It was the most successful fanzine in history -- and also the most controversial. Wizard magazine is approaching its twenty-fifth anniversary, and G. Kendall of Not Blog X is here to examine the creator interviews, industry news, scatological humor, and twisted Mego shenanigans that defined an era.
I’m here to make you feel old. We’re rapidly approaching the twenty-fifth anniversary of Wizard: The Guide to Comics and a few words need to be said. Or perhaps, a few columns published over the course of several weeks need to be written. Wizard is viewed by most as a uniquely ‘90s phenomenon, but it’s worth noting that the magazine actually ran for just shy of two decades (July 1991 to January 2011). Anecdotally, I can tell you that numerous newsstand vendors kept Wizard on the stands long after they dropped actual comics.
Looking online, my research indicates the magazine shambled along past the ‘90s by attaching itself to various pop culture fads and B-list celebrities until its final days. Wikipedia tells me that its name shifted from Wizard: The Guide to Comics to Wizard: The Comics Magazine to finally Wizard: The Magazine of Comics, Entertainment and Pop Culture (but no Oxford commas, apparently) in an effort to find new audiences during the ailing days of print media. After a brief attempt to return to a more serious, comics-driven direction, Wizard’s owners announced the demise of the magazine in 2011, promising an online edition would follow. To my knowledge, only one issue was uploaded.
Outside of the Wizard World conventions, you don’t hear the W-word very often in regards to comics today. It’s entirely possible that some of you have never even seen an issue of the magazine -- this wouldn’t shock me, since the influence of the publication was already on the wane by 2000, and an entire generation of comics fans has been introduced to the medium through libraries, bookstores, movie adaptations, and just an overall shift in the culture since then.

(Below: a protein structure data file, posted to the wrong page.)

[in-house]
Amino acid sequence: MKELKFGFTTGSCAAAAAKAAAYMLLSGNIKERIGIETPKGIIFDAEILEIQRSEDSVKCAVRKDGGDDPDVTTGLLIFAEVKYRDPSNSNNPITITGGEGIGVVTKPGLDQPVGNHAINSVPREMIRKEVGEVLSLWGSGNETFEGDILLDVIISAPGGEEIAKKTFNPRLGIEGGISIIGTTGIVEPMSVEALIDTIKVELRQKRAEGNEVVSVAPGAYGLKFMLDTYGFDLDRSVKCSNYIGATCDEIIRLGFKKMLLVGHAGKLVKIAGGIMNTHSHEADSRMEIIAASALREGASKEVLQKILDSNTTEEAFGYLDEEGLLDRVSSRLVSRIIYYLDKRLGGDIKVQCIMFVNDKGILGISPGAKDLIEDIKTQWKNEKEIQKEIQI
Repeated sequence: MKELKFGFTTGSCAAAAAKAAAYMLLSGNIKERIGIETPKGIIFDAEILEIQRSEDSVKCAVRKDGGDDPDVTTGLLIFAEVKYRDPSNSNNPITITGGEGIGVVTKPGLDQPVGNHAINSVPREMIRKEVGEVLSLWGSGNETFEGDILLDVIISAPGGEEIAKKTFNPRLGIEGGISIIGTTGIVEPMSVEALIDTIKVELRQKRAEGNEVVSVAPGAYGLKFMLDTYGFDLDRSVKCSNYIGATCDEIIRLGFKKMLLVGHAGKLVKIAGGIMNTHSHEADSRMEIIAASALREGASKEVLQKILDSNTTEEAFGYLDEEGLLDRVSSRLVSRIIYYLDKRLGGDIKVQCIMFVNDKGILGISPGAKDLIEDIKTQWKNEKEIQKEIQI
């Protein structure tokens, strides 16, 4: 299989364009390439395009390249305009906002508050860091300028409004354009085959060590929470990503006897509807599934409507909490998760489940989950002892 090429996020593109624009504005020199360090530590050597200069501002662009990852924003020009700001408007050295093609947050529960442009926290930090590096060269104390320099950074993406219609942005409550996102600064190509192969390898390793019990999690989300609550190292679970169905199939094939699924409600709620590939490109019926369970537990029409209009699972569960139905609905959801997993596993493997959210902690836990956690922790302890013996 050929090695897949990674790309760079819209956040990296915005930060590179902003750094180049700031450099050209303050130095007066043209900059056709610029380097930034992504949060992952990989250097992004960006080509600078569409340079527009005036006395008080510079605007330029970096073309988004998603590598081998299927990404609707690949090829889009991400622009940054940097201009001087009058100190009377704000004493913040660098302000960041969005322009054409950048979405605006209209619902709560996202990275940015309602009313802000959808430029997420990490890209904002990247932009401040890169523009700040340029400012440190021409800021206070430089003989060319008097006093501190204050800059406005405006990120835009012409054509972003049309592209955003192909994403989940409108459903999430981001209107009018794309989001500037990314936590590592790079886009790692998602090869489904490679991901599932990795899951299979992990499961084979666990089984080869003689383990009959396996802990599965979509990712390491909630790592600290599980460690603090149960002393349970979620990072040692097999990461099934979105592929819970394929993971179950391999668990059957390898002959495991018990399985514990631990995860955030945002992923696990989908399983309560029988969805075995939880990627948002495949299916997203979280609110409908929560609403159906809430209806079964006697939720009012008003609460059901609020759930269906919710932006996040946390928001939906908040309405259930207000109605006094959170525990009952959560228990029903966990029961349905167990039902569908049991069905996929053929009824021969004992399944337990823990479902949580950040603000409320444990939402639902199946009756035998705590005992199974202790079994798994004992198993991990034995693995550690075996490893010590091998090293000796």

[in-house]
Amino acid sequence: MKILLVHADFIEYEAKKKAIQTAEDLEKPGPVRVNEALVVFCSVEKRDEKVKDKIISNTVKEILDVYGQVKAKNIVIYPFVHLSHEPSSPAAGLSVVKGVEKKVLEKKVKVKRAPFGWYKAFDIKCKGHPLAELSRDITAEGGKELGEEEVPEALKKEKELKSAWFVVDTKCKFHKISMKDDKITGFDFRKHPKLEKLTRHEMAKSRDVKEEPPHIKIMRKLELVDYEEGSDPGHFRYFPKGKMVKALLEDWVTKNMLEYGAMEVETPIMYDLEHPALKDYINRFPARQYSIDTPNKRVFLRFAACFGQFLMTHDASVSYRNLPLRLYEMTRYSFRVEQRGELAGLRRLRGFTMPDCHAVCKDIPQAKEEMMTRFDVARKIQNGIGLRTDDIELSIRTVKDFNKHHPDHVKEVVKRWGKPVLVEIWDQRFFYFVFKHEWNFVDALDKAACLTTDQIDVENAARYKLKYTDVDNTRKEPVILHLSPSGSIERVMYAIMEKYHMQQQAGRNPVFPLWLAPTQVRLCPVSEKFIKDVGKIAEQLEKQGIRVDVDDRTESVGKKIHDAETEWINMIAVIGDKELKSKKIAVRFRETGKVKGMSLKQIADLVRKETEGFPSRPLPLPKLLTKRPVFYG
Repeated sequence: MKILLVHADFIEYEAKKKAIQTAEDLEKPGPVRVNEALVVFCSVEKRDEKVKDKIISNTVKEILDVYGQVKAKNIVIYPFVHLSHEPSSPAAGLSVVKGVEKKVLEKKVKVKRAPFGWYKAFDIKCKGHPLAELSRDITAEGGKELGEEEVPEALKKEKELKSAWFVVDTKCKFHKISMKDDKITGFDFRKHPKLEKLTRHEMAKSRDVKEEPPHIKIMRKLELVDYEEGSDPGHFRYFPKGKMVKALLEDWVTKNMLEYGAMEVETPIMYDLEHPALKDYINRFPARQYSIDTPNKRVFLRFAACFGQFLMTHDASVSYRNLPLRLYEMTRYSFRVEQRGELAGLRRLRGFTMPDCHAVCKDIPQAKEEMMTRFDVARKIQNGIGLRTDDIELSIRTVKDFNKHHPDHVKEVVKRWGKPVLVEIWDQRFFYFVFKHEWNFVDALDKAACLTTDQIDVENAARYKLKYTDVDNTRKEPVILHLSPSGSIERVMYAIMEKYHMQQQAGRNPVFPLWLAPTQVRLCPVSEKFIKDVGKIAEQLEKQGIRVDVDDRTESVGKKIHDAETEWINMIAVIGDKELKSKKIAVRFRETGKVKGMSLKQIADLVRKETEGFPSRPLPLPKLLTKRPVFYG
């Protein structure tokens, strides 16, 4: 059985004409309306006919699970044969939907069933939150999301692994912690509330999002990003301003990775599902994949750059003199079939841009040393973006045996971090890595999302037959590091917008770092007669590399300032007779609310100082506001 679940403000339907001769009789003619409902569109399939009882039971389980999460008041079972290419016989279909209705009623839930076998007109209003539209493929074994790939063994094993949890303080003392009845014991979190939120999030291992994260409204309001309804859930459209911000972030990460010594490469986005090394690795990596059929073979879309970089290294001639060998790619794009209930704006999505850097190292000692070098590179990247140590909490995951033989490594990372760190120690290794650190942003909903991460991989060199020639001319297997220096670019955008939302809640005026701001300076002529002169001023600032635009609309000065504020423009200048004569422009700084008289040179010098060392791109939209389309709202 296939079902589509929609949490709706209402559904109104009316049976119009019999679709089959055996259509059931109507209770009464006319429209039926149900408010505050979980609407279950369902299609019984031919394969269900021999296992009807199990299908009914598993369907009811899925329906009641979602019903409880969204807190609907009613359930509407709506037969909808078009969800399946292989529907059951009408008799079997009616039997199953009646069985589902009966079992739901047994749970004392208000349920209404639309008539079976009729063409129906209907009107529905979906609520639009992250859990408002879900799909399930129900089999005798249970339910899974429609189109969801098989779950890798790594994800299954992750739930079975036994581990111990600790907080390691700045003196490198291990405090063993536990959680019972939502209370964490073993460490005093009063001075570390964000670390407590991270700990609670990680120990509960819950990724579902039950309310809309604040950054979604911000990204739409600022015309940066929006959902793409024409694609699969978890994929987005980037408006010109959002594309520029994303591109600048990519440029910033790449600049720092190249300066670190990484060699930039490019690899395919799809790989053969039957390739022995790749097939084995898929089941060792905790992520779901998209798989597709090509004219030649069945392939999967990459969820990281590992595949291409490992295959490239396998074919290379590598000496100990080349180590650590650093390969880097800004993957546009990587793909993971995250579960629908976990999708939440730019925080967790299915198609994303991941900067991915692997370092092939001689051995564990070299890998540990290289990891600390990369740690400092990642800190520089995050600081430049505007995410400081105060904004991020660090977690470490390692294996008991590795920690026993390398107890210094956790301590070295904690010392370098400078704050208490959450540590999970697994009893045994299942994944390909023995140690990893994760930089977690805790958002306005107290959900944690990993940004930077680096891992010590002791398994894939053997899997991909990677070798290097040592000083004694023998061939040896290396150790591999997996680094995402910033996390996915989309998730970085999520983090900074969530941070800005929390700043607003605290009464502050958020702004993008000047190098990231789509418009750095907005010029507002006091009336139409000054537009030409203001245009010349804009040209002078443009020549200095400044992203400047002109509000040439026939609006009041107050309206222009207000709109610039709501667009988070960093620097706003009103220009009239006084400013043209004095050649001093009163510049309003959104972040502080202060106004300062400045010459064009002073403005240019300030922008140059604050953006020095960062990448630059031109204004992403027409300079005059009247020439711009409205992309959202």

If you were there for the glory days of Wizard, though…well, you were exposed to a lot of fart jokes. Wizard has a reputation for juvenile humor, not undeserved, but it was also wildly successful in the early ‘90s, selling over 500,000 copies a month. I confess that I have mixed feelings toward Wizard. I was first exposed to the magazine in 1993 by a friend who would bring copies to school, and was kind enough to loan them to me during the day. Wizard was the perfect length for school day reading, with numerous articles on the history of comics, previews of upcoming issues, exclusive art, creator interviews, Top 10 lists, and dumb fumetti comics featuring old toys. (For those who don’t know, Robot Chicken is a direct descendant of Wizard.)
By 1999, I was actively irritated that I “had” to buy an issue of Wizard in order to acquire the exclusive Avengers comic polybagged with the magazine. If you can remember the message board posts of the time, you’ll know I wasn’t alone.
Were we too unkind to Wizard by the decade’s end? Are my adolescent remembrances of Wizard’s glory years far too sympathetic? Did Wizard really stage a hotcakes giveaway in a comic book store? Return in a few days, as I explore the history of Wizard, the magazine Frank Miller once called a “bible written by Satan.” Should be fun!
Thanks to Brian Cronin for his help getting me started on CSBG, and for producing such great content here for years. You can check out my site Not Blog X and follow me on Twitter for more of the highs and lows of comics past. See you in a few days!